Legislature(1993 - 1994)
03/01/1994 05:00 PM TRA
* first hearing in first committee of referral
= bill was previously heard/scheduled
= bill was previously heard/scheduled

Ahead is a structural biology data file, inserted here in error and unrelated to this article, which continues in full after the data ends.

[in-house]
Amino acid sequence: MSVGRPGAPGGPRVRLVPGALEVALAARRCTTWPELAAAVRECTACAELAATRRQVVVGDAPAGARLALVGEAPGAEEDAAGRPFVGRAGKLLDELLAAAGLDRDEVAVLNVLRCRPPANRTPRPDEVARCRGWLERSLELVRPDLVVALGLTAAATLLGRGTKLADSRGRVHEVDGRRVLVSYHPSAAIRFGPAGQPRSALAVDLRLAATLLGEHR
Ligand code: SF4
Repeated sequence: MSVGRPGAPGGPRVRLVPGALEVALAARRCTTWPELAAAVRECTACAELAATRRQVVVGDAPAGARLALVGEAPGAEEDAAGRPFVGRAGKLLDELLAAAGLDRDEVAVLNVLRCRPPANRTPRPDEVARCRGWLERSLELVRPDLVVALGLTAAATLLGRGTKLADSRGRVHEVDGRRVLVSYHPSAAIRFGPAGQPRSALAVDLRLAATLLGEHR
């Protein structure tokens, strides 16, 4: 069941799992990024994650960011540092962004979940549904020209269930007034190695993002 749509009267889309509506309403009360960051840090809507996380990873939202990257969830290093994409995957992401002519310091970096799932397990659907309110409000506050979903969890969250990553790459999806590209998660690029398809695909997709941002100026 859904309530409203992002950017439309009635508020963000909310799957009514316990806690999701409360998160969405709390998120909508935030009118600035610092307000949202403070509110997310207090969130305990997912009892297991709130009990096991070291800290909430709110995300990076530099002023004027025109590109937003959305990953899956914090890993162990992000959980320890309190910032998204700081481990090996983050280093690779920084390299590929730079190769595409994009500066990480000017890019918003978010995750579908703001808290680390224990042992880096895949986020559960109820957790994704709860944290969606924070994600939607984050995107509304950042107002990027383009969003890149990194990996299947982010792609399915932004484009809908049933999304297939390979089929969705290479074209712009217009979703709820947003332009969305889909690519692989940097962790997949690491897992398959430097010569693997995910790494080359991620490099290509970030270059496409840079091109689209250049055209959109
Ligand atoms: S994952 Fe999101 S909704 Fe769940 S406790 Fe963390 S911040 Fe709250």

TAPE 94-7, SIDE A Number 000 CHAIR FOSTER called the meeting to order at 5:10 p.m. He introduced REPRESENTATIVE JOHN DAVIES as the sponsor of HB 437 and thanked him for attending. HB 437 - BICYCLES ON LIMITED ACCESS HIGHWAYS Number 006 REPRESENTATIVE DAVIES introduced HB 437 by stating: "Bicycles are an economical, environmentally sound and healthy form of transportation that should be encouraged by the state. However, current regulations prohibit bicycles on many highways. This type of policy has the effect of discouraging bicycle use as a basic form of transportation. HB 437 would prohibit regulations that restrict bicycle use on highways. It would prohibit the harassment of bicyclists. Additionally, this legislation would direct the department to consider the safe use of bicycles when planning, designing, and constructing highways. Finally, the department would be required to encourage the safe use of bicycles as a basic means of transportation." Number 041 REPRESENTATIVE DAVIS asked Representative Davies if there is a statutory standard for safe bicycle operation. Number 060 REPRESENTATIVE DAVIES responded that, to his knowledge, there is currently no statutory standard safe bicycle operation, but there are regulations which provide that when you operate a bicycle on the highway, you must comply with all of the standards set for motor vehicle operators. He added that a significant amount of bicycle safety operation would be useful in avoiding traffic fatalities, although he had not called for such programs in this bill. Number 096 REPRESENTATIVE HUDSON asked Representative Davies how the prohibition against harassment contained in the bill would be enforced. Number 103 REPRESENTATIVE DAVIES responded that, as already contained in Title 28, harassment of a bicyclist would be characterized as a general misdemeanor, with a maximum possible penalty of $500.00 or 90 days. Number 125 REPRESENTATIVE DAVIES directed the attention of the committee to a suggested amendment he had prepared in the event that the committee felt it would improve the bill. The amendment would define harassment in a more specific way. Number 145 CHAIR FOSTER moved that the amendment be incorporated in the bill and asked if there was objection. Number 153 REPRESENTATIVE VEZEY stated that he did not understand the amendment and wondered why the definition of harassment should be limited to acts directed at bicyclists rather than just harassment in general, against anyone. Number 160 REPRESENTATIVE HUDSON commented to Representative Davies on the use of the word "intimidating" in the bill text, and asked what was meant by the word, since he sometimes felt intimidated just showing up at committee meetings. Number 167 REPRESENTATIVE DAVIES responded that his intent was to address situations where bicyclists are lawfully biking down the road and motor vehicle operators come along and make threatening or abusive gestures in an attempt to suggest that the bicyclists don't belong on the roadway. He added that the purpose of this bill is to encourage the safe use of bicycles on the road; the suggestion, by motor vehicle operators, that bicyclists don't belong on the road is one he finds offensive. Number 206 REPRESENTATIVE HUDSON asked if there was precedent in other states for this proposed legislation. Number 210 REPRESENTATIVE DAVIES responded that he does not know if such legislation exists in other states. Number 217 REPRESENTATIVE MULDER asked if this bill would result in a need for more or wider bike path areas along the side of highways, resulting in fewer funds available for more lane miles. He expressed concern that the parameters in the bill be seen as mandates for wider shoulders. Number 236 REPRESENTATIVE DAVIES responded that his understanding was that when the DOT designs highways, they take bicycles into account, and they follow a guide which says unless bicycles are specifically prohibited, design should take into consideration that the highway will also be used by bicycles. He added that his personal intent, in introducing the bill, is simply to provide a good shoulder, which are needed for other purposes anyway, so it shouldn't actually cost a great deal more, since the DOT is already doing this. He said that further considerations needed to be made at interchanges. Number 263 REPRESENTATIVE MULDER asked Representative Davies why a separate lane would be more dangerous than being on the highway. Number 267 REPRESENTATIVE DAVIES responded that, generally speaking, when separate bicycle paths are constructed, they often cross a series of driveways, and there is a tendency not to observe the traffic on the bicycle path when it is separated from the edge of the road. He added that in Fairbanks, for example, bike paths are not maintained in the winter, so don't work very well. REPRESENTATIVE VEZEY commented that the bike paths being built in the Interior are being built as separate paths. Number 304 SIMON RAKOWER, via teleconference, wished to express support of HB 437, adding that until one has been harassed while riding a bike, one cannot understand the impact. He concluded by saying that he concurred with everything Representative Davies had said, and that 15 other states allow bicycles on interstates. CHAIR FOSTER thanked Mr. Rakower and asked if the Department of Public Safety (DPS) had any comments to make. Number 328 LORN CAMPBELL identified himself as being with the Highway Safety Planning Agency (HSPA), DPS. He stated that the concern with the bill is that a lot of highways in the state are not set up for the scenario mandated in the bill, and that safety is a great concern. He added that HB 437 would, in effect, nullify many of the HSPA's efforts at maintaining highway safety. He concluded that HB 437 asks for accidents, although HSPA would be supportive of the separate bike path concept. Number 360 REPRESENTATIVE HUDSON remarked that safety is an important consideration, and noted some Juneau area bike paths which are separate from the road. He asked Representative Davies if bicyclists should be licensed, if the highways are to be opened up to them. Number 368 REPRESENTATIVE DAVIES responded that licensing would be a fine thing to do, and called the committee's attention to line 7 of the bill, which provides that the commissioner would regulate the manner of operation of bicycles. He said he is of the opinion that the DPS has the authority to set regulations. Number 383 MR. CAMPBELL made the point that under the federal ISTEA (Intermodal Surface Transportation Efficiency Act), states are asked to look at specific bicycle areas in conjunction with the regular highways, but with some of Alaska's narrow, curvaceous roadways, it could be fairly costly. Number 391 REPRESENTATIVE DAVIES said that breakdown lanes are already being constructed in Alaska. Number 401 MR. CAMPBELL concurred with Representative Davies' comment about breakdown lanes, but added that there are a lot of highways that are not up to breakdown lane standards. He cautioned that the commissioner should be able to regulate. Number 404 REPRESENTATIVE DAVIES stated that he would not be opposed to an amendment which would allow the commissioner to regulate in those cases where there was an alternate route available, or where there is an unusual safety hazard. Number 416 REPRESENTATIVE HUDSON moved that the committee adopt Representative Davies' proposed amendment. Number 422 CHAIR FOSTER asked if there were any objections by the committee. There were none, and the amendment was declared adopted. Number 427 REPRESENTATIVE HUDSON motioned that the committee move HB 437, as amended, with individual recommendations. Number 439 ROGER ALLINGTON identified himself as the Division Director for Statewide Planning for the DOT. He stated that the DOT has some concerns about the mixture of slow-speed bicycles and high speed traffic, and proposed that the words "where feasible and appropriate" be added to the text of the bill rather than require bicycle accommodations in all situations. This, he concluded, would also be consistent with ISTEA. Number 480 CHAIR FOSTER added that the motion made earlier also included the words "where appropriate and feasible" to be added, if there were no objections by the committee. There were none. Number 493 CHAIR FOSTER declared HB 437 to be moved out of House Transportation, and thanked Representative Davies.